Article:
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Amishi Jha

Dr. Amishi Jha is an internationally renowned neuroscience researcher, speaker, and author in the fields of attention, resilience, and mindfulness. She studies how to keep the brain’s attention systems in[…]

The world today feels like it’s a constant VUCA environment: Volatile, Uncertain, Complex, and Ambiguous. The shifting landscape, the bombarding of information toward us, and always having to work in sort of a 24/7 environment. 

This is problematic because we feel like we’re all in a collective crisis of attention. So it’s very important that we, as citizens of the world, understand what is true and what is false. 

A question that should be on our minds these days is: ‘What is the role of attention in minimizing truth bias?’

AMISHI JHA: The world today feels like it's a constant VUCA environment: Volatile, Uncertain, Complex, and Ambiguous. The shifting landscape, the bombarding of information toward us, and always having to work in sort of a 24/7 environment. This is problematic because we feel like we're all in a collective crisis of attention. So it's very important that we, as citizens of the world, understand what is true and what is false.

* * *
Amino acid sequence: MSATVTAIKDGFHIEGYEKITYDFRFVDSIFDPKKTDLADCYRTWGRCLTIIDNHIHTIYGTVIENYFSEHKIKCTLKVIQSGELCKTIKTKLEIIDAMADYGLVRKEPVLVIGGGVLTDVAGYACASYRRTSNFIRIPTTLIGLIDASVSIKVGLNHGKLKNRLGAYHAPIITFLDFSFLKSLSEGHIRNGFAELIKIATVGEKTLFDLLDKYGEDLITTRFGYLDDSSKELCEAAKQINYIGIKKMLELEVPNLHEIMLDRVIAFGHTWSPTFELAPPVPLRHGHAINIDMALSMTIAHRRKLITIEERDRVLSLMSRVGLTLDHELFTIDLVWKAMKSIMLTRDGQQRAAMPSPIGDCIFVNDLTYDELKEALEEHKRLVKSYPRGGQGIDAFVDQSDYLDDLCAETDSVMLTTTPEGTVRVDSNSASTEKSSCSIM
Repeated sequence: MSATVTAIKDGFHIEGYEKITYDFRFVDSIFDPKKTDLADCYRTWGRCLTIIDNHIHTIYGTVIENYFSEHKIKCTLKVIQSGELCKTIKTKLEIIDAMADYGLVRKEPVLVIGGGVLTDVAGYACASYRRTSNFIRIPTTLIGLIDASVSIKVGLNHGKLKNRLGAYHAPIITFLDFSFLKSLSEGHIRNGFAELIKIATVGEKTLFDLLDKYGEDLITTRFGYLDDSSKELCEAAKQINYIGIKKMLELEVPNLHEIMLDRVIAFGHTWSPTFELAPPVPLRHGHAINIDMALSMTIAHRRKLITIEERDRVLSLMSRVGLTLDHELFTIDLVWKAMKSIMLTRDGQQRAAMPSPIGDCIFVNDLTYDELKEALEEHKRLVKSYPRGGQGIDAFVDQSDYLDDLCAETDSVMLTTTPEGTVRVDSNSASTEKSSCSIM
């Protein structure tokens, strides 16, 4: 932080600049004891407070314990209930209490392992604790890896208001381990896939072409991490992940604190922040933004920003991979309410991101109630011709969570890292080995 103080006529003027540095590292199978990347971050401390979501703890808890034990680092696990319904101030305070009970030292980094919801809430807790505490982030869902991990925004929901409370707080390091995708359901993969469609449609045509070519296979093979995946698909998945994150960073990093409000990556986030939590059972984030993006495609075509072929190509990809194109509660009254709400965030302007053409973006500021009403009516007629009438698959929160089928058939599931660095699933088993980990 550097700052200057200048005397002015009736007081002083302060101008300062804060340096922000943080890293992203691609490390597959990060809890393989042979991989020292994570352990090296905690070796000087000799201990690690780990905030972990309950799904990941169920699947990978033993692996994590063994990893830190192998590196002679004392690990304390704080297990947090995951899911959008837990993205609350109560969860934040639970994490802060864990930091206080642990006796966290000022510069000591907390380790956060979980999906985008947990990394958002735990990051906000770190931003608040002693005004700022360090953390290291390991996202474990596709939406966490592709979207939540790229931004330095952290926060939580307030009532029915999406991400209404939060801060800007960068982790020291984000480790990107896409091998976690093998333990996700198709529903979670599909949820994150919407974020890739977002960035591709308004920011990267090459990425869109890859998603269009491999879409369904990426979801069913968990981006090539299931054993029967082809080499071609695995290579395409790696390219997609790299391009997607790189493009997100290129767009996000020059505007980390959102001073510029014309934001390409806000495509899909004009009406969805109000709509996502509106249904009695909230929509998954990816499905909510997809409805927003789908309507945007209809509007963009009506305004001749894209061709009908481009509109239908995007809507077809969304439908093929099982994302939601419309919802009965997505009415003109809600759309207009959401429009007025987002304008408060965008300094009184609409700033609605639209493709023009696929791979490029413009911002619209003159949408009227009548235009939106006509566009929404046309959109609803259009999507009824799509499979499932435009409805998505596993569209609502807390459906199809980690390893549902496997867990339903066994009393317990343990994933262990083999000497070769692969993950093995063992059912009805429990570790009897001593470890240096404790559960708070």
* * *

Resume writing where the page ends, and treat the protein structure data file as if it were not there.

A question on my mind these days is: 'What is the role of attention in minimizing truth bias?' The 'truth bias' is a bias built into the brain, and it's this notion that comprehending something is equivalent to believing it. That may seem strange, but it ends up that comprehension, our ability to understand things, is an outgrowth of perception. And just like seeing is believing, comprehending and believing co-occur. So why am I interested in this topic of the truth bias? Because this truth bias may be driving the proliferation of many false narratives. False narratives abound, not just in the United States where I live, but around the world- and people are believing them. 

So the question is, why? Why is this occurring? The power of attention is that it allows us to prioritize all kinds of information, based on the content of what it is that may be most important, or based on our goals. And that ability really helps us hone in on some information so that the entirety of the brain could be devoted to really understanding what's going on in the moment. And so what I'm very interested in understanding is how our attention may drive this process of believing by default, or how it may actually support our ability to evaluate what we're hearing to then decide if we believe it or not. 

So, if we comprehend and believe at the same time, what can actually allow us to evaluate what we hear better? Some of the initial studies suggest that when people are time pressured and not allowed to fully pay attention, they tend to believe false information. But having attention, strong and robust, may benefit a better evaluation of what's heard. And this may have consequences and ripple effects in the way we function as a society, and in our world.

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